Wind and rainfall were identified as the two major causes of loss and threshold values - so called triggers - set up for these two parameters. That enables DHI to categorize the severity of a weather event into a 10-, 15- or 20-year event for each municipality. In this project, an extreme event (the trigger value) is selected as a typhoon event having a return period larger than 20 years.

In order to accurately assess the rainfalls and the winds associated with the storm events, different datasets were used:

Precipitation data

PAGASA Rain Gauge Data: The PAGASA operates several networks of meteorological stations around the Philippines. Each measuring station includes a simple but robust rain gauge, collecting and measuring rainfall with an accuracy in the order of millimetres. Data made available to this study were limited to daily rainfall (mm/day). Spatial as well as temporal interpolation techniques facilitate the representation of station (point) data to complete area coverage. Station data is important to validate other applied data since these are considered very accurate for localized measurements.

TRMM Remote Sensor Data: The TRMM is a joint mission between NASA and the Japan Aerospace Exploration Agency (JAXA), intended to monitor rainfall in the tropics.

The TRMM Multi-satellite Precipitation Analysis (TMPA) uses four different satellites, each one using a different kind of sensor for precipitation measurement. Data are available around 6 hours after their acquisition and on a 3 hours basis, which enables an analysis of the high rain events within a few hours of the actual event. TMPA data are available in grids of 0.25°, which are approximately squares of 27x27 km. Hence, the Philippines are covered by 852 data squares, each containing the level of rain for this area.

trmm satellite

Figure 3: TRMM satellite coverage, dated 25 May 2004 (Source: Journal of Hydrometeorology, Huffman et al., 2007)

The use of TRMM data enables dense coverage of the Philippines, both in time and space. After quality control operations, TRMM data are regarded as a reliable qualitative and totally independent data source useful to the hazard analysis and the development of the trigger.

Rainfall Trigger

In order to evaluate the rain trigger, extreme value statistics are estimated from the 24hr TRMM rainfall data for each municipality. Combining the maximum 24 hour rainfall to the calculated 20-year extreme rain, the event return period is calculated for each of the municipalities. Finally, checking each of the municipalities against the trigger criteria, the triggered municipalities are sought out.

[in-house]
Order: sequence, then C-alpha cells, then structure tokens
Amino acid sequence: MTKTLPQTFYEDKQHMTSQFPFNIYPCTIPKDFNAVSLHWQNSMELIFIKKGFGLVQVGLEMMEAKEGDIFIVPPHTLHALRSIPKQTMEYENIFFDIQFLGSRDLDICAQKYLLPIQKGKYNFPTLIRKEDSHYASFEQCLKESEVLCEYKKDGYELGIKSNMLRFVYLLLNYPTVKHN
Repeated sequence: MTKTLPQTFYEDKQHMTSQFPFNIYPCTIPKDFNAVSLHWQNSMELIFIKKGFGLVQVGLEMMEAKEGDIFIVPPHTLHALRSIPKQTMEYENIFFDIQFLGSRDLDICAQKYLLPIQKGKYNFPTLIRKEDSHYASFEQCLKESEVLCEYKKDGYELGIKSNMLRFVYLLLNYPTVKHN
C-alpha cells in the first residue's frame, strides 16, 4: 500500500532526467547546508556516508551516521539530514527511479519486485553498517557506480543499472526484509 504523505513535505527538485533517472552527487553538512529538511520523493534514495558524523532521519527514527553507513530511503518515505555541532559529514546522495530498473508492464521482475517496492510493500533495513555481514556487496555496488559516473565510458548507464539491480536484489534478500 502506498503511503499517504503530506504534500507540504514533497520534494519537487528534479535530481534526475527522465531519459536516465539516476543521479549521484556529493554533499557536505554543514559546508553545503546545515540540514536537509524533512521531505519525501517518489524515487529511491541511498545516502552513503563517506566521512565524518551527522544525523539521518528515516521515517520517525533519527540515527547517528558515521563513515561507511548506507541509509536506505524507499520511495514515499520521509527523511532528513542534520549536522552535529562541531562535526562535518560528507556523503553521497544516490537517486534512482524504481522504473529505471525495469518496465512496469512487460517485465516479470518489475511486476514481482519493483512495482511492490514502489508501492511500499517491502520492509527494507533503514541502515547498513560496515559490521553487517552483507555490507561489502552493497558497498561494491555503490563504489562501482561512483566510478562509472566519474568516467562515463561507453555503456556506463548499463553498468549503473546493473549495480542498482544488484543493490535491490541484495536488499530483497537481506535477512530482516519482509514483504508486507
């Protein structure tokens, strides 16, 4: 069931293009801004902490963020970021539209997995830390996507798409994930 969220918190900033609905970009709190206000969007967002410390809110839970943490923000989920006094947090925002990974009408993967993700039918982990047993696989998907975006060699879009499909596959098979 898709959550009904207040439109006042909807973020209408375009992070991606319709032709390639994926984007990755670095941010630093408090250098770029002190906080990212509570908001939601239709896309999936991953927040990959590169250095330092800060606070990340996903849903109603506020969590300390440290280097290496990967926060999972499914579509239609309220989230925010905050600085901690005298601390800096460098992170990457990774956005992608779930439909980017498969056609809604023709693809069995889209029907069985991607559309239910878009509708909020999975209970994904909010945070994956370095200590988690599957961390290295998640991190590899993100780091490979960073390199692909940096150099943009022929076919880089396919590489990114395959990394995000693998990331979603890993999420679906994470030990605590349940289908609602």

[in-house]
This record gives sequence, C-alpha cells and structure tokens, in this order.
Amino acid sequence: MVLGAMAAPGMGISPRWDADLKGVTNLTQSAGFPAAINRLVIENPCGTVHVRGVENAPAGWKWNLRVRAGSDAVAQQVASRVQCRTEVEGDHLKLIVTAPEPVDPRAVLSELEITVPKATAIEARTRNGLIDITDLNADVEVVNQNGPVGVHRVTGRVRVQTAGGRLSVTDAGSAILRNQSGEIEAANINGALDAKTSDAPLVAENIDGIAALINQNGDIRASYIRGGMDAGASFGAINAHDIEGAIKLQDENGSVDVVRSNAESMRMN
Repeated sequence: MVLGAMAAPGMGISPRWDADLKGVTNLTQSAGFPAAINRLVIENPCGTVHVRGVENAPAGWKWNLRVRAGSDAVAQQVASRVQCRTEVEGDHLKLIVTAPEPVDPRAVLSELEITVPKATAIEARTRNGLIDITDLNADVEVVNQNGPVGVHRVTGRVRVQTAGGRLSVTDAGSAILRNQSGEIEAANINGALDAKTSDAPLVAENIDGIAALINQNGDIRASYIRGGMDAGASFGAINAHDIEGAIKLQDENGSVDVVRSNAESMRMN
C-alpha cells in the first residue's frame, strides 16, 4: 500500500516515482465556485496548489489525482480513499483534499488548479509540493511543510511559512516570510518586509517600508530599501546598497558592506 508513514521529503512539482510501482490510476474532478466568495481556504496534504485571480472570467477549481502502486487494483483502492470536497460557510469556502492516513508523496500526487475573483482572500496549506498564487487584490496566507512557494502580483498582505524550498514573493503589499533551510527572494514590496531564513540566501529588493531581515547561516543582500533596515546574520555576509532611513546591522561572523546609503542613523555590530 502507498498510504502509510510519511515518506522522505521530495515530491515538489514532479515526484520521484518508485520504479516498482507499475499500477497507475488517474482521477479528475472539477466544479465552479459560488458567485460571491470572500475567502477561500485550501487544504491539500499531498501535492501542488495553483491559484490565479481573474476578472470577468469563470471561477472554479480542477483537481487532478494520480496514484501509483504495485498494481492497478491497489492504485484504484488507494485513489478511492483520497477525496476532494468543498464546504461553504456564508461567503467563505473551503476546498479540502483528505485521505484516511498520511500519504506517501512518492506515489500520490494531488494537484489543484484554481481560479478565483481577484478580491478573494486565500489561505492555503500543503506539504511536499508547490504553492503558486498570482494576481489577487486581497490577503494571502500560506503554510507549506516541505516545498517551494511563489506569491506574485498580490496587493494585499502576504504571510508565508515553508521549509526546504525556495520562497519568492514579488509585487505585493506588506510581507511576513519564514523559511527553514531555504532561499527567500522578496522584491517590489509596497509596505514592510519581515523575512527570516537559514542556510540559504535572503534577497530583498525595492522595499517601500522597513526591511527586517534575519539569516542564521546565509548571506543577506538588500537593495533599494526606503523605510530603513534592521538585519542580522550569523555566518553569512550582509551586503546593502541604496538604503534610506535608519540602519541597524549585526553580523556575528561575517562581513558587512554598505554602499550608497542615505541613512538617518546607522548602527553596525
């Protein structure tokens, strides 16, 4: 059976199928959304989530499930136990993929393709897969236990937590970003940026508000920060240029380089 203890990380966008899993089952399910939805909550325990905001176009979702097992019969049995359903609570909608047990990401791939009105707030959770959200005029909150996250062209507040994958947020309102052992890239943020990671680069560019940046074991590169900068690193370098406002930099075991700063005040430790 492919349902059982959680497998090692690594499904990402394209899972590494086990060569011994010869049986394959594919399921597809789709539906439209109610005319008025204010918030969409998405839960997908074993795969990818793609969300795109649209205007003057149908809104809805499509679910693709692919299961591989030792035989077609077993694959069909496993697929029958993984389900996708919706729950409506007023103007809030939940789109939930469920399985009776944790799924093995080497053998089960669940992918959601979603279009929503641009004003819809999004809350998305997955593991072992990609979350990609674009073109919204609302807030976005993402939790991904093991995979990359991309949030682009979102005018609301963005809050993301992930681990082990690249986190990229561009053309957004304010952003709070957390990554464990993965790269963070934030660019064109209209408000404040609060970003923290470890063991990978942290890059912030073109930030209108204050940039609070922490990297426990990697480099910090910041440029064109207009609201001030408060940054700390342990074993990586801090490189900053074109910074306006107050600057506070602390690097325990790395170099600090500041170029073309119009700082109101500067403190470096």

Wind data

Tropical cyclone information including analysis, data provision and forecasting of tropical cyclones is provided by the RSMC in Tokyo. RSMC is operated by JMA (Japan Meteorological Agency) within the framework of the World Weather Watch program of WMO. The RSMC provides two main categories of data, Tropical Cyclone (TC) analyses and TC forecasts.

From the moment a tropical cyclone of tropical storm intensity is present in the RSMC's area of coverage, data information on the TC main characteristics from satellite imagery (ex. MTSAT, QUIKSCAT) and surface observations by in situ sensors are provided every 3hours.

After a tropical cyclone dissipates, warning centres conduct re-analysis with all available data producing "best track data" which are the official records of tropical cyclones and the most accurate and reliable data regarding typhoon characteristics in the Philippines.

TC best track data have been then used as the basis to derive wind speed values, classify municipalities' exposure and develop the wind trigger. However, TC best track data are not available in short-term period. Therefore, during operation TC analyses could be used to feed the real-time trigger system.

Wind Trigger

Similar to the rainfall trigger, an extreme value analysis is performed on wind speed, providing the 20-year return period wind for all municipalities using the TC best track data as input. Then, for each event, the maximum sustained wind speed is calculated overlapping the calculated wind fields with the geographical extent of each municipality and compared against the trigger threshold value.

At the end, the trigger for a "20 year Typhoon event", based on the available data, is calculated by adding the probabilities from a 20-year extreme rain and a 20-year wind extreme event.

trmm satellite

Figure 4: Trigger evaluation for rain exposure

trmm central estimate

Figure 5: Trigger based upon central estimate of 20-year return period.